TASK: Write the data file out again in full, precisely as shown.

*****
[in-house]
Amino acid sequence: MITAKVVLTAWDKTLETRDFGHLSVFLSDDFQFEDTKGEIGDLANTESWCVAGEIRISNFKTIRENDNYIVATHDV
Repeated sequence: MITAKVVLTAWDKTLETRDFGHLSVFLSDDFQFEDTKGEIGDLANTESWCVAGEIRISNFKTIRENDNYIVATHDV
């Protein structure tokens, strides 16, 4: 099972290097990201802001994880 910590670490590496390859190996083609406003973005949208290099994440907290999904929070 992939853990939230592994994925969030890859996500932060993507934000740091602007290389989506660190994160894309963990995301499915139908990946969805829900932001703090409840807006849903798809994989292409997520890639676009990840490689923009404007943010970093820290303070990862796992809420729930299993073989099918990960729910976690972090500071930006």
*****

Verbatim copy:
[in-house]
Amino acid sequence: MITAKVVLTAWDKTLETRDFGHLSVFLSDDFQFEDTKGEIGDLANTESWCVAGEIRISNFKTIRENDNYIVATHDV
Repeated sequence: MITAKVVLTAWDKTLETRDFGHLSVFLSDDFQFEDTKGEIGDLANTESWCVAGEIRISNFKTIRENDNYIVATHDV
């Protein structure tokens, strides 16, 4: 099972290097990201802001994880 910590670490590496390859190996083609406003973005949208290099994440907290999904929070 992939853990939230592994994925969030890859996500932060993507934000740091602007290389989506660190994160894309963990995301499915139908990946969805829900932001703090409840807006849903798809994989292409997520890639676009990840490689923009404007943010970093820290303070990862796992809420729930299993073989099918990960729910976690972090500071930006």